Chorlton-cum-Hardy

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Not to be confused with Chorlton-on-Medlock.

Coordinates: 53°26′31″N 2°16′37″W / 53.442°N 2.277°W / 53.442; -2.277

Chorlton-cum-Hardy
Chorlton
Chorlton Green - geograph.org.uk - 266976.jpg
Chorlton Green
Chorlton-cum-Hardy is located in Greater Manchester
Chorlton-cum-Hardy
Chorlton-cum-Hardy
 Chorlton-cum-Hardy shown within Greater Manchester
Population 13,512 
OS grid reference SJ815935
    - London  180 miles 
Metropolitan borough Manchester
Metropolitan county Greater Manchester
Region North West
Country England
Sovereign state United Kingdom
Post town MANCHESTER
Postcode district M21
Dialling code 0161
Police Greater Manchester
Fire Greater Manchester
Ambulance North West
EU Parliament North West England
UK Parliament Manchester Withington
List of places
UK
England
Greater Manchester

Chorlton-cum-Hardy is a suburban area of the city of Manchester, England, known locally as Chorlton. It is about four miles southwest of Manchester city centre. Pronunciation varies: /ˈɔrltən/ CHORL-tən and /ˈɒlən/ CHOL-ən are both common.

By the 9th century, there was an Anglo-Saxon settlement here. Later in the Middle Ages, improved drainage methods led to population growth. In the late Victorian and Edwardian periods, its perceived rural character made it popular among the middle class. The loss of its railway station, the conversion of larger houses into flats or bedsitters, and significant social housing development to the south of the area changed its character again in the 1970s.

Historically, Chorlton was a village on Lancashire's southern border with Cheshire, and a township within the ancient parish of Manchester. It was incorporated into the city of Manchester in 1904. Chorlton borders Stretford, Sale, Didsbury, Withington, and Whalley Range. The River Mersey runs past Chorlton along its southern boundary. The area's eastern boundary has changed since the 19th century because of incorporation into the City of Manchester and division into wards.[a]

History[edit]

Toponymy[edit]

Chorlton probably means Ceolfrith's farm or settlement from the Old English personal name and tūn, an enclosure, farmstead or village. Hardy is derived from a personal name, Hearda, and ēg, Anglian for island or dry ground in a well-watered land.[1] It has alternatively been suggested that Hardy may mean "by the woods", in reference to the ancient forest of Arden Wood that grew on both sides of the River Mersey in the area.[2] Chorlton was recorded as Chollirton in 1250, Chollerton from 1292 and as Chourton in 1572.[3]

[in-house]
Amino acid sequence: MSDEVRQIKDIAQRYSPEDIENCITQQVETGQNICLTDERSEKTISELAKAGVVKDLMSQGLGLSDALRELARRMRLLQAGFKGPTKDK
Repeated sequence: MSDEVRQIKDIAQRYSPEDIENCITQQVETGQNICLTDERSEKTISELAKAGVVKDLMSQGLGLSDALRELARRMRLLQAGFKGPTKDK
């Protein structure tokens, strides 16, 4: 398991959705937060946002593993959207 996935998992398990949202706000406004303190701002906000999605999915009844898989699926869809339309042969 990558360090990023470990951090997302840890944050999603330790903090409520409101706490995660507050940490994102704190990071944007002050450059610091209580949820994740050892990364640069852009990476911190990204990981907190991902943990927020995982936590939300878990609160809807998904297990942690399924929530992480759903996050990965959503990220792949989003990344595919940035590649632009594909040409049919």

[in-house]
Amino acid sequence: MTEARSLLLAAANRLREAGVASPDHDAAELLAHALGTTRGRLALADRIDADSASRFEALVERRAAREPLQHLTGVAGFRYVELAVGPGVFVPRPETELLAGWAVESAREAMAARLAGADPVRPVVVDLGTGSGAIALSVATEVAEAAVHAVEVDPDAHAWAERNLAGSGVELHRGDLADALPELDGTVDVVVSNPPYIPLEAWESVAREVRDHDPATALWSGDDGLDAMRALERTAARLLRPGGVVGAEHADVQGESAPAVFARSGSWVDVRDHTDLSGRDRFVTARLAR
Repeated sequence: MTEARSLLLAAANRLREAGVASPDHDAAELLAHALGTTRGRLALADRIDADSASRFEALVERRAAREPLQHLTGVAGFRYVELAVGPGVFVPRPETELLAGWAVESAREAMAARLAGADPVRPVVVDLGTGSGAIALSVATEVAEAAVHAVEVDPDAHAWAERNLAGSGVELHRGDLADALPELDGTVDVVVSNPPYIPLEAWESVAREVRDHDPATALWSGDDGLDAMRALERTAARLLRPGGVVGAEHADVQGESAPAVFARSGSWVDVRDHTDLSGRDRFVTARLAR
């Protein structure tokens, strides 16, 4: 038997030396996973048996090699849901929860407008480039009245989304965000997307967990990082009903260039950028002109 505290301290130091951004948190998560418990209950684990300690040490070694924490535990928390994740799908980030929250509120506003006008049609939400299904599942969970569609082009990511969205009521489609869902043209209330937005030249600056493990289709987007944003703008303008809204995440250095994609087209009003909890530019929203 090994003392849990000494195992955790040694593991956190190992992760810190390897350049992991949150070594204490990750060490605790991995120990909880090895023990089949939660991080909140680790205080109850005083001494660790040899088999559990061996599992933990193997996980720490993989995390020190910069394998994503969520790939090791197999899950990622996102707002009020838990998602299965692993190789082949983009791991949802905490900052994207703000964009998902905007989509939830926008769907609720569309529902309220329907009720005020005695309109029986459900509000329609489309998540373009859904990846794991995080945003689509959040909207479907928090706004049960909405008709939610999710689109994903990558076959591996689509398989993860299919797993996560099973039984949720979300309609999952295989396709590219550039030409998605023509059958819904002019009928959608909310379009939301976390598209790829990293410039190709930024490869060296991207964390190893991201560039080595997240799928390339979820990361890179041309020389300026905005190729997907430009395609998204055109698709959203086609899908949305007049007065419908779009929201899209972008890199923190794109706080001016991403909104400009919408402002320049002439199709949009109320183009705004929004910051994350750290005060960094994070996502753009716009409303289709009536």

The ancient hamlets of Chorlton and Hardy, separated by the Chorlton Brook, did not come under the combined name of Chorlton-cum-Hardy (cum is Latin for "with") until the 18th century; local historian Cliff Hayes reports that he can find no mention of Chorlton-cum-Hardy before 1700.[4] The name was adopted by Victorian property developers who arrived in the wake of the coming of the railway in 1880, to distinguish this Chorlton from Chorlton-upon-Medlock. The form Chorlton with Hardy was used to some extent from the early 19th century onwards and in the early years of the 20th.[5]

Early history[edit]

The district was part of the kingdom of Northumbria from the 7th century, but settlement in the Mersey valley may well have been later. Thomas L. Ellwood suggested 610 AD as the date of founding the settlement,[b] but John Lloyd in his 1972 history considered the period 610 to 900 AD more likely.

The area now known as Chorlton-cum-Hardy comprises the ancient settlements of Chorlton to the north of the Mersey along with Hardy and Barlow to the south[3] and Martledge, the area around the present-day public library, to the north of Chorlton and Hardy.[7] Chorlton was part of the Withington manor. Hardy was little more than a farm and a few houses, but Barlow was home to the family of that name, who occupied the manor house of Barlow Hall for several hundred years. Barlow Hall was built on a defensive site on rising ground on the north bank of the Mersey.[c] In 1567 the lord of the manor was Alexander Barlow, a staunch recusant who was imprisoned for his beliefs and died in 1584 leaving a son who held similar beliefs. Two of his sons entered the Order of Saint Benedict, one of them, Ambrose Barlow a missionary priest in the Leigh parish, was imprisoned several times and executed for his priesthood in 1641 at Lancaster. Two sons of the papist, Anthony Barlow were charged with treason in the Jacobite rising of 1715. The estate remained with the family until the death of Thomas Barlow in 1773, when it was sold to the Egertons of Tatton Hall.[3] In 1666 Barlow Hall was one of the largest houses paying hearth tax in the Withington manor.[9]

The estimated population in 1640 was 85; in 1714 it was 325. The 1801 census recorded 513 inhabitants, and the 1811 census 619: by 1851 it had increased to 761. The Tithe Commissioners' survey carried out in 1841 provides details of the size and tenure of every piece of land.[10] The tithe map reveals the township had two major landowners: Wilbraham Egerton of Tatton owned 888 acres and George Lloyd 231, the rest was shared between 21 others. Most land was meadow and pasture while 490 acres was arable. Many small landowners owned orchards or market gardens. At this time the village consisted of its ancient halls and scattered farms centred on Chorlton Green and Beech Road and a few buildings on Barlow Moor Road.[11] Its public houses were the Bowling Green, built in 1693, and the Horse and Jockey, which was licensed in the early 19th century.[12][13]